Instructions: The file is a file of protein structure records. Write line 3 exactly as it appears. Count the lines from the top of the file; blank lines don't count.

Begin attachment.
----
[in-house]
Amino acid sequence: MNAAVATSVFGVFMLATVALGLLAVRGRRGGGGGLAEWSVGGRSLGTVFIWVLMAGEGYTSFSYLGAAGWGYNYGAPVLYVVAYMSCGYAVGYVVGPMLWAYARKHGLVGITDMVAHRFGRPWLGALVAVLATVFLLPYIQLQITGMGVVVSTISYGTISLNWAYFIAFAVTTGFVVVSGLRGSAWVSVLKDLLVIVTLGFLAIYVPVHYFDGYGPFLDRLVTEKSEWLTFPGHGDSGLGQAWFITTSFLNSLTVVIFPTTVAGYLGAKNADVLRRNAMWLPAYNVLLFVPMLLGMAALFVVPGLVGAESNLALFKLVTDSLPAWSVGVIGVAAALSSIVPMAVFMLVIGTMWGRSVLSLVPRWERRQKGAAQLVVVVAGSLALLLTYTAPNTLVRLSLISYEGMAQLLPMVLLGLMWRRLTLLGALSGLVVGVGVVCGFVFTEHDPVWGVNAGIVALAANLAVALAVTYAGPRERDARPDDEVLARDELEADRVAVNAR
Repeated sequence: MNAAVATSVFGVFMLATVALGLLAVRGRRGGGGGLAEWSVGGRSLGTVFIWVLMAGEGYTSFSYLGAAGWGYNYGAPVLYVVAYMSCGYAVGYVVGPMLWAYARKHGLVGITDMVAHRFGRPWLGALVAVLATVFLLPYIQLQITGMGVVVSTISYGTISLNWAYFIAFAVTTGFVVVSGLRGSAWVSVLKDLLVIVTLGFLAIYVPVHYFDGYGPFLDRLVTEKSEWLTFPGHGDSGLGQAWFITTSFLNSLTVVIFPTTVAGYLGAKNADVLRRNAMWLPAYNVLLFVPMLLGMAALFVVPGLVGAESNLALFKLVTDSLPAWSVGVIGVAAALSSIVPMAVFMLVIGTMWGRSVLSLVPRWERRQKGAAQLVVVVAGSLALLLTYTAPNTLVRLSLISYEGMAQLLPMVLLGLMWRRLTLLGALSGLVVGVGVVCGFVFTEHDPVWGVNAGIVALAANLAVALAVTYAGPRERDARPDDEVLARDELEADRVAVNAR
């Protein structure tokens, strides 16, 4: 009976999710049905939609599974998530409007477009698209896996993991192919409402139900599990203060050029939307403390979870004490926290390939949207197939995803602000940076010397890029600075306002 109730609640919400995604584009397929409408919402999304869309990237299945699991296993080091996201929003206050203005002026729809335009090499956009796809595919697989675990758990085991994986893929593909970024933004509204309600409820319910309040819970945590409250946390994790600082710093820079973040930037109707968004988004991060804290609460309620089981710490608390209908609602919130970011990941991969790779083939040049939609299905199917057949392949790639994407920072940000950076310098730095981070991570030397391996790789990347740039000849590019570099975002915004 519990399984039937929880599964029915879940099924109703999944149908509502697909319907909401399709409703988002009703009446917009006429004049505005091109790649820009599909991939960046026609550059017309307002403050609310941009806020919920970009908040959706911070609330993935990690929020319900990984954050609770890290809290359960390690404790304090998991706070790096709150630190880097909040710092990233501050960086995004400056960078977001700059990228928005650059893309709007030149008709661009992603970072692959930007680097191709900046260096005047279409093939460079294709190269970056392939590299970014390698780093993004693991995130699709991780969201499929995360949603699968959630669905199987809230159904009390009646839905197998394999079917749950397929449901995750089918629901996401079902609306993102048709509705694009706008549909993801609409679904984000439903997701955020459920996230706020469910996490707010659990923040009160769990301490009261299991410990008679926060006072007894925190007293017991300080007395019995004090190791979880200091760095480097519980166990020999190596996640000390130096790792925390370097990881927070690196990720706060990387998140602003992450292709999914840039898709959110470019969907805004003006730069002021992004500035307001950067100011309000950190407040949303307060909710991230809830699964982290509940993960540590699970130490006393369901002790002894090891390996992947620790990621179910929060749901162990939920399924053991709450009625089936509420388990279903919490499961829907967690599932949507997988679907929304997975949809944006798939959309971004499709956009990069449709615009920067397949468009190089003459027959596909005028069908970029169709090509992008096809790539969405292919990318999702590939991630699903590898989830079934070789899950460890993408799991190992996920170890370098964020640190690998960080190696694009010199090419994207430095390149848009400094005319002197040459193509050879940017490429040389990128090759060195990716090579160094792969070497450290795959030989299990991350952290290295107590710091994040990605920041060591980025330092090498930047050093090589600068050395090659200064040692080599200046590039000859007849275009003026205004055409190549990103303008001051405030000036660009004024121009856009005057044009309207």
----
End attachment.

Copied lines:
Repeated sequence: MNAAVATSVFGVFMLATVALGLLAVRGRRGGGGGLAEWSVGGRSLGTVFIWVLMAGEGYTSFSYLGAAGWGYNYGAPVLYVVAYMSCGYAVGYVVGPMLWAYARKHGLVGITDMVAHRFGRPWLGALVAVLATVFLLPYIQLQITGMGVVVSTISYGTISLNWAYFIAFAVTTGFVVVSGLRGSAWVSVLKDLLVIVTLGFLAIYVPVHYFDGYGPFLDRLVTEKSEWLTFPGHGDSGLGQAWFITTSFLNSLTVVIFPTTVAGYLGAKNADVLRRNAMWLPAYNVLLFVPMLLGMAALFVVPGLVGAESNLALFKLVTDSLPAWSVGVIGVAAALSSIVPMAVFMLVIGTMWGRSVLSLVPRWERRQKGAAQLVVVVAGSLALLLTYTAPNTLVRLSLISYEGMAQLLPMVLLGLMWRRLTLLGALSGLVVGVGVVCGFVFTEHDPVWGVNAGIVALAANLAVALAVTYAGPRERDARPDDEVLARDELEADRVAVNAR